Hidden haven for birds among bustle of Delhi offers spot of calm for residents

The Okhla Bird Sanctuary is a getaway for birdwatchers and nature lovers

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On a wintry afternoon in New Delhi, Shashank Sundar waited patiently with his camera on the banks of a wetland on the fringes of the Indian capital.

The water body, nestled among the city's skyscrapers, is a secret paradise for birdwatchers wanting to catch a glimpse of migratory flocks.

The 19-year-old computer science student and photography enthusiast, visiting from the southern city of Bengaluru, had until now seen only the bustling side of the city, and felt exhausted fighting the pollution.

But as soon as he stepped inside the Okhla Bird Sanctuary, the calmness was magical. Instantly, he felt rejuvenated, he said.

This hidden haven for birds and their watchers lies on the banks of the highly polluted Yamuna river shared by the twin cities of New Delhi and Noida — both among the most polluted in the world.

The 3.5 square kilometre bird sanctuary is also a secret getaway for nature lovers, offering relief from the city's hustle and bustle.

“Noida is called an industrial place and yet there is a bird sanctuary here,” Mr Sundar told The National. “You wouldn’t expect places like these to exist in a city where you only hear about pollution. It is wonderful to explore such a place.”

New Delhi has second-highest bird diversity in the world, behind Nairobi.

As many as 450 bird species can be found in the seven bird sanctuaries of New Delhi. Okhla Bird Sanctuary is the capital's largest.

The sanctuary is home to more than 300 birds, including some rare and critically endangered species such as the White-rumped vulture and Indian vultures.

As soon as winter descends, the cities are enveloped in a blanket of smog and temperatures drop, the landscape of the sanctuary changes entirely. The river becomes dotted with the hues of colourful feathers.

Sea Gulls.

Hundreds of thousands of birds from Europe and Eurasian countries make the wetland their home every year.

More than 43 migratory water bird species, including Shoveller Duck, Northern Pintail, Common Teal, Gadwall Duck, Greylag Goose and Blue Winged Teal, as well as 26 woodland species, spend their winters at the wetland, according to official data.

The sight of the rare birds swimming in the clean water is one to behold on winter afternoons.

The picturesque sanctuary is also slowly picking up as a tourist spot among the city’s Gen Z, who are otherwise found spending their weekends at high-end shopping malls and restaurants.

Janaki Yadav and Indrani Ghosh, both 18, came to spot the birds from New Delhi’s southern localities after taking an exam.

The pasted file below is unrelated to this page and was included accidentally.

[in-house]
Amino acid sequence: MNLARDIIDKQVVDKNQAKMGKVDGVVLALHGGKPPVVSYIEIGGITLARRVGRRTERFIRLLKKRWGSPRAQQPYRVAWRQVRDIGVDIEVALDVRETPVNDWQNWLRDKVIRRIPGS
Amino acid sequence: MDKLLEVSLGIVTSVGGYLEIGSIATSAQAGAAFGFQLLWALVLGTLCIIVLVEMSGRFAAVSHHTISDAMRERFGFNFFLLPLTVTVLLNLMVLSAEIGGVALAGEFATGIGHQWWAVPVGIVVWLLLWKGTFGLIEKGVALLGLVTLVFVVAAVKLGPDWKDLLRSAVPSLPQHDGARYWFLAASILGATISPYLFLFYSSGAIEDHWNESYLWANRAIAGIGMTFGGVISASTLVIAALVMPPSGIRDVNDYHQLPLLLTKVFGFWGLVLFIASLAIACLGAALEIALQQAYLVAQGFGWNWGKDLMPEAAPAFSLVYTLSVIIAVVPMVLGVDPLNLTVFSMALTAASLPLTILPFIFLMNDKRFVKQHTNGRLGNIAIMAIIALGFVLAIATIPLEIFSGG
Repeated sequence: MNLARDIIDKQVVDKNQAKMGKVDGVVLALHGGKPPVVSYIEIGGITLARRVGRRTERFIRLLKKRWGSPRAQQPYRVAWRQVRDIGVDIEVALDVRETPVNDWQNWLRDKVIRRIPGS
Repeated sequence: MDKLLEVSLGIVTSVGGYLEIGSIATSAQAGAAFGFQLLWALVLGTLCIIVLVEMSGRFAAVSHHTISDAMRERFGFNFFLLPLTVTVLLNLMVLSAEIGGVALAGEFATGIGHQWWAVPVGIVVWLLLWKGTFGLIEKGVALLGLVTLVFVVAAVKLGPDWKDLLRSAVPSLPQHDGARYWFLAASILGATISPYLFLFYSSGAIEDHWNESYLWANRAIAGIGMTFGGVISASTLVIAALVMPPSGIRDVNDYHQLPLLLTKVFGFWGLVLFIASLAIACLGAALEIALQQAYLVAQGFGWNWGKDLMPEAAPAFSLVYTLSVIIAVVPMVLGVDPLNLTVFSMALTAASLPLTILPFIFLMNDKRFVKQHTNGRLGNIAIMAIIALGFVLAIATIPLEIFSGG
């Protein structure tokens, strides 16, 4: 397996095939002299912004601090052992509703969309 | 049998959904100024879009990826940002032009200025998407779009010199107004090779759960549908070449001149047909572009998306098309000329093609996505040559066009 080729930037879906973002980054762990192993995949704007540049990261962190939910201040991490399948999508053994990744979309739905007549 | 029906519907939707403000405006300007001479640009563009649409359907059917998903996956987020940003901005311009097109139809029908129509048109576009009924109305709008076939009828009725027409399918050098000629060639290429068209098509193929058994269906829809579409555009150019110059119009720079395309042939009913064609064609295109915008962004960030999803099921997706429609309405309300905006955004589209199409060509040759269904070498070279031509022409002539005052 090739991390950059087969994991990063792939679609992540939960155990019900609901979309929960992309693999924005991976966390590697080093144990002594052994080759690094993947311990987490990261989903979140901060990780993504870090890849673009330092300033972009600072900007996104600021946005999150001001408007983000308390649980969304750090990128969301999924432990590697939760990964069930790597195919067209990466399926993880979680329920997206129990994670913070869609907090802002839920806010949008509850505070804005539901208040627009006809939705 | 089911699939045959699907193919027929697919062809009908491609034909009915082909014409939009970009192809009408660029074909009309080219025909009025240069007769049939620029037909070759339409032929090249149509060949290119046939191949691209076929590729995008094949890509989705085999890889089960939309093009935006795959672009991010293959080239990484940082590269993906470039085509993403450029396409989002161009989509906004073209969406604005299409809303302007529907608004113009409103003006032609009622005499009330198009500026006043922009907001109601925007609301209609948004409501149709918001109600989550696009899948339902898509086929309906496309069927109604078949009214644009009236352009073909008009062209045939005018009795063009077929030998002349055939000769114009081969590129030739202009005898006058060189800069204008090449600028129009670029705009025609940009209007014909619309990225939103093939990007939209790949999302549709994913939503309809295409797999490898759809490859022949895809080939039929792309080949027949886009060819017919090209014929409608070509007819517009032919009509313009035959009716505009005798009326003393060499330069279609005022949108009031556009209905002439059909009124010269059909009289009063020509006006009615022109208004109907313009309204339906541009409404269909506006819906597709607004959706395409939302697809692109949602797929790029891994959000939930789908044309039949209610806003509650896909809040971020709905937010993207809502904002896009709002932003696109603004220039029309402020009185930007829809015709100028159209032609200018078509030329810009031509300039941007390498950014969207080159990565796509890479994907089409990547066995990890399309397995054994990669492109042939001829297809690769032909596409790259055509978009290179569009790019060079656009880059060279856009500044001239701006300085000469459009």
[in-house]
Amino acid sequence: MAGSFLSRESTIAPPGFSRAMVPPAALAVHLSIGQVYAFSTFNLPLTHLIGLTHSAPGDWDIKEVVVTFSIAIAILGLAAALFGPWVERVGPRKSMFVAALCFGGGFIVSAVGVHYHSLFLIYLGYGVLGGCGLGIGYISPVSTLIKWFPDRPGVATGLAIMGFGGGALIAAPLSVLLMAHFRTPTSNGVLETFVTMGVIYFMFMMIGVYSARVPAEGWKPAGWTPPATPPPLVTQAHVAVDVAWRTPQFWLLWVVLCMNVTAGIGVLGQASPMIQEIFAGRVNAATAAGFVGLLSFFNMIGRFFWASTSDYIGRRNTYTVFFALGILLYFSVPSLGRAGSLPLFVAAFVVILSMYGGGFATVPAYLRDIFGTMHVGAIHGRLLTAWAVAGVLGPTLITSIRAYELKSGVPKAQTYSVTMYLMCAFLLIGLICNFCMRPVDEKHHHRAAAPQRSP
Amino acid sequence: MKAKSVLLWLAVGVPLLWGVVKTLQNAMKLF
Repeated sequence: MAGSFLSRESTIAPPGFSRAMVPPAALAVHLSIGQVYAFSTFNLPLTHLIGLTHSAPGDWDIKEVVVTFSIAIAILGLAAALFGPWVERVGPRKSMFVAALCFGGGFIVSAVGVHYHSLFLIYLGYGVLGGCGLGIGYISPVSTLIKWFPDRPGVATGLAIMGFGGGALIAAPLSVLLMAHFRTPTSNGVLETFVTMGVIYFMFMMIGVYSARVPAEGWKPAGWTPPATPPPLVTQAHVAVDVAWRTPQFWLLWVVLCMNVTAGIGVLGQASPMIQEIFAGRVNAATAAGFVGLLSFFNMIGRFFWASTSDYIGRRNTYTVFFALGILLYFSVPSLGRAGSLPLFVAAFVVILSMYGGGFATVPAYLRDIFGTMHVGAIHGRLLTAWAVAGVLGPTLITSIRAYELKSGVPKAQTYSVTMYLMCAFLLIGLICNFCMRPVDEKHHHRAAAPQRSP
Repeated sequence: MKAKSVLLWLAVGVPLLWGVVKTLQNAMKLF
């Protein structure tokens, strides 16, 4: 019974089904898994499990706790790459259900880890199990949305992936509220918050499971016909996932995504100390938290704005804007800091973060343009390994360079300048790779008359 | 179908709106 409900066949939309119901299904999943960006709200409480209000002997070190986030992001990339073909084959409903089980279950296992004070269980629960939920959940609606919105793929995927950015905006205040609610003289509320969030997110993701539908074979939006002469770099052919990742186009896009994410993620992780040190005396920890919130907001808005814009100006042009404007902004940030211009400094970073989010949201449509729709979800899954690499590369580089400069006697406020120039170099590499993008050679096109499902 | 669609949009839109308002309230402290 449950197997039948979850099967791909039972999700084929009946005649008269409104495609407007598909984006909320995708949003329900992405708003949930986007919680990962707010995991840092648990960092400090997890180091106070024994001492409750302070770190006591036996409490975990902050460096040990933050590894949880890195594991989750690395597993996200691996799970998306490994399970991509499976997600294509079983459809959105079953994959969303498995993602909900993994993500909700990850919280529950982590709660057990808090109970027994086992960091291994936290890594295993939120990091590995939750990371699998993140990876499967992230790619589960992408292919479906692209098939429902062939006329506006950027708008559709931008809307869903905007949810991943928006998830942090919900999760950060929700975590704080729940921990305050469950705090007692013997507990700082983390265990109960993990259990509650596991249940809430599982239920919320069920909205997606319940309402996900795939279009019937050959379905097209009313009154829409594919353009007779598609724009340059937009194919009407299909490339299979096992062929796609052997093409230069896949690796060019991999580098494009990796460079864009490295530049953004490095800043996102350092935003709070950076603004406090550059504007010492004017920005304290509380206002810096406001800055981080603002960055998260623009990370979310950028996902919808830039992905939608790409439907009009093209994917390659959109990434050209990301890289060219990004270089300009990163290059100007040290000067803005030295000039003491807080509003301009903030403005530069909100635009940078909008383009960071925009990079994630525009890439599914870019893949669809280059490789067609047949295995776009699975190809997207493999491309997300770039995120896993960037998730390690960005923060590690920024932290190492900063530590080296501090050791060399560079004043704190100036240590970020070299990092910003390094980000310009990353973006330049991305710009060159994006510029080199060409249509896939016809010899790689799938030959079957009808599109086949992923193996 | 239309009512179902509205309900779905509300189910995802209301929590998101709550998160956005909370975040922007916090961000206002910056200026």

“I was stressed but now I feel relaxed,” Ms Ghosh told The National. “It is a completely different picture. There is pollution outside but here it is fresh air, greenery and beautiful birds. We can walk, and this is a perfect place for taking pictures.”

Still, avid birdwatchers complain the concept of eco-tourism is harming for the habitat that is already under stress due to climate change and encroachments.

The result: this year, the sanctuary witnessed a lesser number of migratory birds than usual.

There are as many as 450 bird species found in the city and over seven bird sanctuaries, with Okhla Bird Sanctuary being the largest.

Experts say the waterbody was dry until November because of a delayed release of water from a nearby dam. This forced the birds to look for alternative habitation, mostly in the south of the country.

“There has been a decline of bird numbers and species in New Delhi,” Mathew Joseph, who runs the Delhi Bird Photographers group, told The National. “Earlier there were 40 to 50 species but now hardly five to 10. The city has also been colder than usual. Birds try to escape the cold and because of climate change, there is an impact.”

He also blames increased tourism for disturbing the habitat.

“At Okhla Bird Sanctuary, there was maintenance work in November and December,” he said. “Who in their right mind would do that when it is the prime time for birds to land? Authorities need to be aware and serious about this.”

His views were echoed by Prasanna Gautam, 55, a tour operator and an avid birdwatcher.

A regular visitor to the sanctuary every weekend, Mr Gautam is displeased with the authorities for turning the sanctuaries into picnic spots. The general public is rarely interested in the birds and disturbs the peace.

“The forest department has to change the concept of eco-tourism,” Mr Gautam said. “They are constructing portable cabins at the spots that used to be a flycatcher habitat. There are also washrooms.”

Mr Gautam also said that the authorities are not serious about saving the environment.

“They trim elephant grassland during the breeding season,” he said. “There needs to be an understanding of when to clean the grasses. Birds will not come if they don’t have the right habitat to eat and breed.”

Updated: January 20, 2023, 6:00 PM
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